|On 1st January 1923 Stubbins became part of the London Midland & Scottish Railway (LMS). By the Summer of 1932 the station had twenty weekday trains travelling northbound to Bacup. The first service going northbound, which had originated from Bury Bolton Street, left at 6:08am. A terminating service had arrived from Bury Bolton Street a little earlier at 5:45
In the southbound direction there were twenty- three weekday departures, the first being a train for Middleton Junction at 5:41 am. The last train was for Bury Bolton Street and it left Stubbins at 11:36 pm. The rest of the services tended to travel to either Manchester Victoria or Bury Bolton Street, but there were trains at 9:21am, 10:41am and 3:16pm which went to Bury Knowsley Street, as well as shorter workings to Ramsbottom..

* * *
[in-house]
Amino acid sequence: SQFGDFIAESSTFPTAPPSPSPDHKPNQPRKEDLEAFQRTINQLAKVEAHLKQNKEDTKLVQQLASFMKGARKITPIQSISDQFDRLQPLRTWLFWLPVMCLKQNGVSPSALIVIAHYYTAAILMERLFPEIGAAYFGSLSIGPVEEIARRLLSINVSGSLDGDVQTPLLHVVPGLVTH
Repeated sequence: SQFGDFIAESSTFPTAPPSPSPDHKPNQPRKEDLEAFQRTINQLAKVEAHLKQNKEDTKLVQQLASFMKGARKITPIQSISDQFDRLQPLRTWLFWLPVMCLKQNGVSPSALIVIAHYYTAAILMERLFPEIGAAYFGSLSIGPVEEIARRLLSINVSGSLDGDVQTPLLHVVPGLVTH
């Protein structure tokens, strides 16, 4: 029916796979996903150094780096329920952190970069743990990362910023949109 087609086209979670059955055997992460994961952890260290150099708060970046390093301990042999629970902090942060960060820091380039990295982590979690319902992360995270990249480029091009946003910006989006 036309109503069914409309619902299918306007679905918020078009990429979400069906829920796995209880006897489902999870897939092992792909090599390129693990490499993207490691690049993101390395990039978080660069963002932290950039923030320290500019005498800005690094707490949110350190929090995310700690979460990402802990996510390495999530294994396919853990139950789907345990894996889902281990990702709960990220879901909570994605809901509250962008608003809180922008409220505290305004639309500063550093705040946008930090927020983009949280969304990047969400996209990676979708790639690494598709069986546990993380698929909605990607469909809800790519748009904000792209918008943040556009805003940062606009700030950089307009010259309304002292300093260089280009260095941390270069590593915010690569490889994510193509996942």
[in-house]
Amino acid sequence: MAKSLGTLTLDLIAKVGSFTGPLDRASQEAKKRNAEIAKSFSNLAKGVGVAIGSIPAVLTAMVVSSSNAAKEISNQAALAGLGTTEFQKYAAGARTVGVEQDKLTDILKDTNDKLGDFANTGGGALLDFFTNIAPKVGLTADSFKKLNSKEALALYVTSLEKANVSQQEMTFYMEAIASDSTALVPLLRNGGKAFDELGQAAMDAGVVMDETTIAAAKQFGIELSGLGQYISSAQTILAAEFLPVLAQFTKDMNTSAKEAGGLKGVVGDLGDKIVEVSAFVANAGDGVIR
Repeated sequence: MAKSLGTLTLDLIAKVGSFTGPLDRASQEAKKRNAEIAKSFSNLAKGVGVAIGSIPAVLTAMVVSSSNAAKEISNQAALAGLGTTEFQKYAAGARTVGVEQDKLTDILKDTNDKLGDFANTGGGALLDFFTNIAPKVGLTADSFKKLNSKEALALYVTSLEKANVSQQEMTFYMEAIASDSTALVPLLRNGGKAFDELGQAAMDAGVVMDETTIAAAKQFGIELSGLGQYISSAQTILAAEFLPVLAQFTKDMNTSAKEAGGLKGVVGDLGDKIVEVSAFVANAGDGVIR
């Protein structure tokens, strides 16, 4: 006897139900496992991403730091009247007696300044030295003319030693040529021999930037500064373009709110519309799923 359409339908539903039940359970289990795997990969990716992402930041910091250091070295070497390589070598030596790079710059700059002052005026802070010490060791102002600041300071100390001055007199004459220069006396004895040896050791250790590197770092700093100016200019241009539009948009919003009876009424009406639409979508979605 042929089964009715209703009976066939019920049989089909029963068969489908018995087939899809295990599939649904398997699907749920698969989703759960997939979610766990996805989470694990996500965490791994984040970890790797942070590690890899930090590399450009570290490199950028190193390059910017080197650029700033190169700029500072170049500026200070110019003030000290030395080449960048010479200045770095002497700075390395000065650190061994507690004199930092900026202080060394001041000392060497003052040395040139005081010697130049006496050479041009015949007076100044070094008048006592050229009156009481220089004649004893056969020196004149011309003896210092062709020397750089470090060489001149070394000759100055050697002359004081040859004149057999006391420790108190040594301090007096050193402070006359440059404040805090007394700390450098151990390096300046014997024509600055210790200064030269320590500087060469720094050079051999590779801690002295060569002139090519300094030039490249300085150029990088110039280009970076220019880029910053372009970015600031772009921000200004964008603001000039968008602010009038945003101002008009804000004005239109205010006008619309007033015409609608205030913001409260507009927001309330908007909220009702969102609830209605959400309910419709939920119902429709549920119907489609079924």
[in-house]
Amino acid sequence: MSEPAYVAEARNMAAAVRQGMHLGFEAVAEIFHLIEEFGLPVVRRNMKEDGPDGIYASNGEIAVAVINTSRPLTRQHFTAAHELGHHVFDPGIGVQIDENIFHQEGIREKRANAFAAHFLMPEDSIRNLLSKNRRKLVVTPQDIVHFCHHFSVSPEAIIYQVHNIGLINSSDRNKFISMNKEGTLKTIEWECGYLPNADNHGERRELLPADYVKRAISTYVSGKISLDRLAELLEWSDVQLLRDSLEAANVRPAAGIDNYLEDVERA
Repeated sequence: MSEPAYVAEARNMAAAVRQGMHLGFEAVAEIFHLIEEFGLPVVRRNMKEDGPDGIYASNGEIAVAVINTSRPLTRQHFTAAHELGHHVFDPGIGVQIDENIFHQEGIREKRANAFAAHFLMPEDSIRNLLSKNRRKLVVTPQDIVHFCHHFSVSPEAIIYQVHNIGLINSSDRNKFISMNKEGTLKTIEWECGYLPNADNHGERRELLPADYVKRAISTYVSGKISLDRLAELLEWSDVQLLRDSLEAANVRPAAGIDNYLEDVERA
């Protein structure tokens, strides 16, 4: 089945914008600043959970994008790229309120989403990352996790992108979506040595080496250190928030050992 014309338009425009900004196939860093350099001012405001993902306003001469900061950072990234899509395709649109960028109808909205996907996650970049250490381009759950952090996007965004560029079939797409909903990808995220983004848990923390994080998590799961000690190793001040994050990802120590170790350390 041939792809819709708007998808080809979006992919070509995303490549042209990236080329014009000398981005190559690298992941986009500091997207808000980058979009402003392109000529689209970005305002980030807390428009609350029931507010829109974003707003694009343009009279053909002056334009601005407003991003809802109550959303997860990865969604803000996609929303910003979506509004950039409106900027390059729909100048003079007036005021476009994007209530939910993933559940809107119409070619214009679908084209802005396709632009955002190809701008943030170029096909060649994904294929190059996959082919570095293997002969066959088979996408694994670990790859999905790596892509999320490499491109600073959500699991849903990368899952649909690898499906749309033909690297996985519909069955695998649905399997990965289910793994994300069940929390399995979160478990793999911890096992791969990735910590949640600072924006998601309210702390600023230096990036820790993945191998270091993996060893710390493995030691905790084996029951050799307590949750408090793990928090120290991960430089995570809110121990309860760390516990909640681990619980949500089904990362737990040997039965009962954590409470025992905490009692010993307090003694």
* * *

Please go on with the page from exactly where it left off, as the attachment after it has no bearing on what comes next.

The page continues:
On 1st January 1948 Stubbins station became part of the nationalised British Railways’ London Midland Region. In 1954 the line between Bury and Bacup was considered to be busy enough to warrant the introduction of modern rolling stock, and it was reported in the local press that new Diesel Multiple Units (DMUs) were to be introduced. The DMUs were brought into service on the line in February 1956. Stubbins had thirty-five trains in each direction giving a half hourly service. It was to be the most intensive service that the line would see.
Accrington was earmarked for closure, yet the nearby Manchester – Oldham – Rochdale and the Bolton – Bury Knowsley Street – Rochdale lines were not. The absurdity of withdrawing passenger services on the heavily used, electrified service between Manchester and Bury was acknowledged when, on 8th February 1965, the Minister of Transport refused consent to closure. However on 14th September 1966 the Minister gave permission for the Rawtenstall to Bacup and Bury to Accrington lines to close, which they did on 5th December 1966. (The final passenger train left Bacup on Saturday 3rd December). Stubbins ceased to be a working junction and the signal box that controlled it was taken out of use at this date, but it was not officially closed until 17th April 1968 when the line through Stubbins became a single track branch.